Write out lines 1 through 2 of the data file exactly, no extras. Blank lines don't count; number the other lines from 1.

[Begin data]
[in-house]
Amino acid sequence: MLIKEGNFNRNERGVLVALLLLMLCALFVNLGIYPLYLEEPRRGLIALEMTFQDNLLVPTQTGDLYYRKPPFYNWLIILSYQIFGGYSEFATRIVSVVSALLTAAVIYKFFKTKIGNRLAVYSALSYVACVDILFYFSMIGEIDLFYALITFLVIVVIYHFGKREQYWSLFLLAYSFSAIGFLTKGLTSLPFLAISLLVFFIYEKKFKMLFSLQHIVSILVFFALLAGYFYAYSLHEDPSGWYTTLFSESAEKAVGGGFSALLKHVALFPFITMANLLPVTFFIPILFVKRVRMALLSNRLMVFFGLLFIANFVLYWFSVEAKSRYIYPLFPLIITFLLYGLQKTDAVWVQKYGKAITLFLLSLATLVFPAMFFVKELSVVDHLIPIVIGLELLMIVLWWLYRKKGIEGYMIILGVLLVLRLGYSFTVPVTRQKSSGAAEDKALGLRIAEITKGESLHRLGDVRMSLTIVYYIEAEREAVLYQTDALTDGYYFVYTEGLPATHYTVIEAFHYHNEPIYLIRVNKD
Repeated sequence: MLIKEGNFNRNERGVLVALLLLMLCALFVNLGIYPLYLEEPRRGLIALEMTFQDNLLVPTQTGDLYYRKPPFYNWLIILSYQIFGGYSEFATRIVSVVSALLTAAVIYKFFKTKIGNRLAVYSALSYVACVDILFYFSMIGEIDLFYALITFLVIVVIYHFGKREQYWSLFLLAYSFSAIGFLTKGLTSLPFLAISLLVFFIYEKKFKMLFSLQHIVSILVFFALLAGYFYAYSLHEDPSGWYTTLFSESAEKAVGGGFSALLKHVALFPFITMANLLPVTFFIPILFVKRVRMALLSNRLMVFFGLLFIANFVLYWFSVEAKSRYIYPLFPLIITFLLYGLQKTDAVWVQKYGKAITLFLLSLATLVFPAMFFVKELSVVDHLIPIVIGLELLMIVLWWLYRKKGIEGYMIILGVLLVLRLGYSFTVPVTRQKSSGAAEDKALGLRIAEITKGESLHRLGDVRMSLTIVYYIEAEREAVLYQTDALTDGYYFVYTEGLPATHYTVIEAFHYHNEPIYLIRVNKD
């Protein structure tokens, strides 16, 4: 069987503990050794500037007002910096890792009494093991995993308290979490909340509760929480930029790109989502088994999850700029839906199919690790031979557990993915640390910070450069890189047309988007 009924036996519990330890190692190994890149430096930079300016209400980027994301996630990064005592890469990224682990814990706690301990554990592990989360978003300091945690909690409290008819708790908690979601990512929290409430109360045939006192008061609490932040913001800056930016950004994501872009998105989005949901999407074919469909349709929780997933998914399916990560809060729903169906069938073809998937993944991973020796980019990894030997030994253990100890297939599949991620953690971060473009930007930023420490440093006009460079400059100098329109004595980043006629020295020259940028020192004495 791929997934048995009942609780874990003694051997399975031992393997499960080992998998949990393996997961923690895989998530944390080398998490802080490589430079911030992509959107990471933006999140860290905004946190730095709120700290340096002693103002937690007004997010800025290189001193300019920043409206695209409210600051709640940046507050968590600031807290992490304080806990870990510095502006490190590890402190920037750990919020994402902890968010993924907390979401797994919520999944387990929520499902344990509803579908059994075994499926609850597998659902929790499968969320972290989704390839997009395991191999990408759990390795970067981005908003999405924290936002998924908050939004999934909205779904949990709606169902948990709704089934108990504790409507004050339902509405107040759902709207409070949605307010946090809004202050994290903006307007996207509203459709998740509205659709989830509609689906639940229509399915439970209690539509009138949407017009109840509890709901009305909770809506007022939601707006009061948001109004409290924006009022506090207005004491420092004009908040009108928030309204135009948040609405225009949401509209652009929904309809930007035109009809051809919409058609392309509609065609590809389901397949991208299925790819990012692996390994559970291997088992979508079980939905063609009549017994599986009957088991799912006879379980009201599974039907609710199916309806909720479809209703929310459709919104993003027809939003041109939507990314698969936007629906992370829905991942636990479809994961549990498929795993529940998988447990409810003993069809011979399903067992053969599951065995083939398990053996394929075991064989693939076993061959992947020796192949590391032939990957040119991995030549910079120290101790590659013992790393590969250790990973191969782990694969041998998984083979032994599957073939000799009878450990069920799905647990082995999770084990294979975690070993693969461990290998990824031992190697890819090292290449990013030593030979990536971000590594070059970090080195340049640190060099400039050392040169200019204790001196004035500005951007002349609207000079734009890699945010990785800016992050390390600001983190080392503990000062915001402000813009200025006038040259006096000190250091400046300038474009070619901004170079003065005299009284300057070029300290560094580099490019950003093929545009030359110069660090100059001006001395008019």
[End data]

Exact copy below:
[in-house]
Amino acid sequence: MLIKEGNFNRNERGVLVALLLLMLCALFVNLGIYPLYLEEPRRGLIALEMTFQDNLLVPTQTGDLYYRKPPFYNWLIILSYQIFGGYSEFATRIVSVVSALLTAAVIYKFFKTKIGNRLAVYSALSYVACVDILFYFSMIGEIDLFYALITFLVIVVIYHFGKREQYWSLFLLAYSFSAIGFLTKGLTSLPFLAISLLVFFIYEKKFKMLFSLQHIVSILVFFALLAGYFYAYSLHEDPSGWYTTLFSESAEKAVGGGFSALLKHVALFPFITMANLLPVTFFIPILFVKRVRMALLSNRLMVFFGLLFIANFVLYWFSVEAKSRYIYPLFPLIITFLLYGLQKTDAVWVQKYGKAITLFLLSLATLVFPAMFFVKELSVVDHLIPIVIGLELLMIVLWWLYRKKGIEGYMIILGVLLVLRLGYSFTVPVTRQKSSGAAEDKALGLRIAEITKGESLHRLGDVRMSLTIVYYIEAEREAVLYQTDALTDGYYFVYTEGLPATHYTVIEAFHYHNEPIYLIRVNKD